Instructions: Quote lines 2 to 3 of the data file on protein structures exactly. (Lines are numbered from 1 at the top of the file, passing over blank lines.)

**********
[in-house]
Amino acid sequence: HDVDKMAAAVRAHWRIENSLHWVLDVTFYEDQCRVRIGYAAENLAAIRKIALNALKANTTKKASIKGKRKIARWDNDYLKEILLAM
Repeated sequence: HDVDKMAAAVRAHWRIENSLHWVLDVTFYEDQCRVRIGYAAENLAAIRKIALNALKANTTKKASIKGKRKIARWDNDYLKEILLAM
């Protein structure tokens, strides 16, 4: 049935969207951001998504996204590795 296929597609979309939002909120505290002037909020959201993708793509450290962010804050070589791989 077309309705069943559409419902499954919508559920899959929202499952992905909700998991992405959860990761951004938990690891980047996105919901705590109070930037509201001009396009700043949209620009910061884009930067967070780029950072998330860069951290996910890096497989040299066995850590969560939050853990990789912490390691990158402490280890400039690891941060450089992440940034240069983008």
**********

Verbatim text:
Amino acid sequence: HDVDKMAAAVRAHWRIENSLHWVLDVTFYEDQCRVRIGYAAENLAAIRKIALNALKANTTKKASIKGKRKIARWDNDYLKEILLAM
Repeated sequence: HDVDKMAAAVRAHWRIENSLHWVLDVTFYEDQCRVRIGYAAENLAAIRKIALNALKANTTKKASIKGKRKIARWDNDYLKEILLAM